The Kerslake Report published last week into the events around the Manchester Arena terrorist suicide bombing last year in the northwest of England (at an Arianna Grande concert) makes very sad but fascinating reading. Bob (Lord) Kerslake, the author, was a top and successful local government CFO and then CEO. He then joined the central government as a very high-level civil servant, where he seemed to have less impact, but this is a fine piece of work to analyze a tragic event.
The aspect of the report that got the most coverage was the decision of Manchester Fire Service leaders to stop their staff from attending to the injured for two hours after the bombing, because of fears the bomber might still be on the loose. That was a terrible example of the formal procedure taking precedent over common sense and judgment. Other organizations such as the British Transport Police and ambulance crews (as well as members of the public) disregarded personal safety and rushed to help those affected.
But the other shocking element of the report has had less publicity – but deserves more comment and analysis. That is the failure of the emergency communication service, delivered (supposedly) by telecoms firm Vodafone under a Home Office contract. Here are the two relevant paragraphs from the report’s executive summary.
“The setup of the Casualty Bureau was seriously hampered by the complete failure of the National Mutual Aid Telephony system provided by Vodafone. As a consequence, communication with the families caught up in the attack was badly affected. In particular, the ability to increase capacity by bringing in other Casualty Bureaus across the country was prevented. A restricted local telephone contact service was not up and running until around 03:00hrs. This failure was a cause of significant stress and upset on the night to the families involved, who were seeking to find out more about the situation of their loved ones. A number were reduced to a frantic search around the hospitals of Greater Manchester to find out more”.
“Vodafone has apologized for the failure and is committed to ensuring that it does not happen again. As this is a national contract with the Home Office, we recommend that they should seek urgent guarantees from the company on this matter. There must be tested backup systems in place that eliminate the chance of another failure”.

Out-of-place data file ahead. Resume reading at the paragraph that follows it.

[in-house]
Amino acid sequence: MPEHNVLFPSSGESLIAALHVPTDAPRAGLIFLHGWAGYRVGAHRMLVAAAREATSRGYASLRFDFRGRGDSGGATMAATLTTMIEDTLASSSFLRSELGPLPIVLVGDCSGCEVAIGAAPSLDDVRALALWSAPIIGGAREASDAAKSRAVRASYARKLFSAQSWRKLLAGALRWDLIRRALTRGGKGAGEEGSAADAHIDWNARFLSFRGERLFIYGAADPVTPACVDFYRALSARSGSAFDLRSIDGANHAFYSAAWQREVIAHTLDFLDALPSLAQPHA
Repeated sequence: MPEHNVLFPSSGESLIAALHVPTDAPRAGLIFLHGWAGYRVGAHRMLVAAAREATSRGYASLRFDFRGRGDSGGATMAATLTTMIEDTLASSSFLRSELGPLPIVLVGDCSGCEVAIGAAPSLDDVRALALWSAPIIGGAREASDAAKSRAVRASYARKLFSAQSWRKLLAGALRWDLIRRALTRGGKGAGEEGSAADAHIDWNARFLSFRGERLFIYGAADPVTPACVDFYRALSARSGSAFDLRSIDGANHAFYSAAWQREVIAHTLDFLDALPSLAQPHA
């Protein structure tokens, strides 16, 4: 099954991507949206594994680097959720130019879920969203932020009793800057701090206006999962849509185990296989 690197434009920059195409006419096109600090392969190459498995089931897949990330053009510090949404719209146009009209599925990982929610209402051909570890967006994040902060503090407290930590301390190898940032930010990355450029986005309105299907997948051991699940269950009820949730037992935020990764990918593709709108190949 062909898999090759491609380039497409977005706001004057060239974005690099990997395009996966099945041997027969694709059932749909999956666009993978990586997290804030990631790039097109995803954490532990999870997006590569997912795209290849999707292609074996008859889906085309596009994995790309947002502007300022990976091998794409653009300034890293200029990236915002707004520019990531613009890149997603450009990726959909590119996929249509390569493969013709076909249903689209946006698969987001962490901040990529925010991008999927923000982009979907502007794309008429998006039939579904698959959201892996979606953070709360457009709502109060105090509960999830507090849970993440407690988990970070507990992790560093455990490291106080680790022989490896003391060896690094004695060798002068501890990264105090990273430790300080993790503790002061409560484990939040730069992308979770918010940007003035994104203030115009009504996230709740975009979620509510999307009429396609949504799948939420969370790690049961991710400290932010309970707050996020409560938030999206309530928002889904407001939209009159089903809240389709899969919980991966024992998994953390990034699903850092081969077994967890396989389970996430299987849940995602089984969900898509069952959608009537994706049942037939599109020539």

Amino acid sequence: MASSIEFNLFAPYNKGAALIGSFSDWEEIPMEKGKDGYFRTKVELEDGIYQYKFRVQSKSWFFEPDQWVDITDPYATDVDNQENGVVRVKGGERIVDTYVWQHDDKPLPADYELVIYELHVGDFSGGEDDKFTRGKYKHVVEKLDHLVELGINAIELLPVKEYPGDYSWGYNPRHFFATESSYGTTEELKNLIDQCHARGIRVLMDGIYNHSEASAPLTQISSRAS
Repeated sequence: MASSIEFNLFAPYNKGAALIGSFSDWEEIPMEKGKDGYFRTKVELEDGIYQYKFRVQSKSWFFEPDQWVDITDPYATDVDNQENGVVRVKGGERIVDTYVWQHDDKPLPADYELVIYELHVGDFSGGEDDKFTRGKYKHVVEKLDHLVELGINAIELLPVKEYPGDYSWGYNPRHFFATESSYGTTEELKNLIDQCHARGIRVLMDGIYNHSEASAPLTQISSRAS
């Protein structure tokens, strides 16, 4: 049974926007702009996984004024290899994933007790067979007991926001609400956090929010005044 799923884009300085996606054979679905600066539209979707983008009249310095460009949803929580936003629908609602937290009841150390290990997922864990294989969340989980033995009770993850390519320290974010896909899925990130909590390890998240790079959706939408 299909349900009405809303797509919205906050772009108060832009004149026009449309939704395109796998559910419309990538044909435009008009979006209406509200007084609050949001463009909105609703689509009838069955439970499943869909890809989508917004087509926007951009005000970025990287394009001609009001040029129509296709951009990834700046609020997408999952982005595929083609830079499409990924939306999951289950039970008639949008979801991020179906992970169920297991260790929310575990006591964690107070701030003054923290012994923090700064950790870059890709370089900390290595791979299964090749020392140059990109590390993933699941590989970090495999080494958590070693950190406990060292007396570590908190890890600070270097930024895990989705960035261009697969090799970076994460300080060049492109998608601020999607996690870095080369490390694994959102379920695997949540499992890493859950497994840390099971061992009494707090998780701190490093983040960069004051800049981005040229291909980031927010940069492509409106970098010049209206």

Clearly, an apology from the firm doesn’t make everything right. Reading the more detailed body of the report, it almost seemed that no one at Vodafone really understood what they were supposed to provide – yet they signed up to that contract, presumably with service definitions and KPIs. And the failure was caused by a couple of seemingly trivial issues, such as a server hitting its capacity limitations. But there is an outsourcing angle too.
The Panel was informed that the Vodafone representative had little knowledge of the Casualty Bureau arrangements and referred the Casualty Bureau manager to another company called Content Guru, to whom Vodafone had sub-contracted technical guardianship of the service. Again, the Panel was informed that the Content Guru representative had little knowledge of the police requirement or the vital role the Casualty Bureau contributed to the response operation.
So despite Vodafone’s much-heralded procurement function being seen by many as “best in class”, they appointed a sub-contractor who proved clueless when it came to a critical service. Not good, and it is also odd that Content Guru has not apologized for their failure here, as Vodafone has.
What further action will the Home Office take? We’re not great fans of “punishing” suppliers but might just make an exception in this case. After all, the Home Office must have paid for this service, so presumably, there should be some money coming back from Vodafone. But I might be looking for a few million in damages, just to make sure Vodafone and indeed other suppliers know they can’t get away with this sort of incompetence.
This also raises wider questions. How many other emergency-type services have contracts in place with suppliers committed to certain performance – but in fact, suppliers have done little to make sure that if and when they are needed, they can and will actually deliver? How many buyers can be really confident that the supplier will actually do what they should when their contribution is needed?
So, to finish on a positive note – procurement practitioners should look at any contracts which have this “emergency” element to them, and consider how to check that the supplier really is capable of delivering. That might mean simply asking the right questions, and demanding the appropriate information, or it might mean running full-scale simulations of such emergencies. But if and when a tragic event like this occurs, you need to have confidence that suppliers will and can do what they have promised.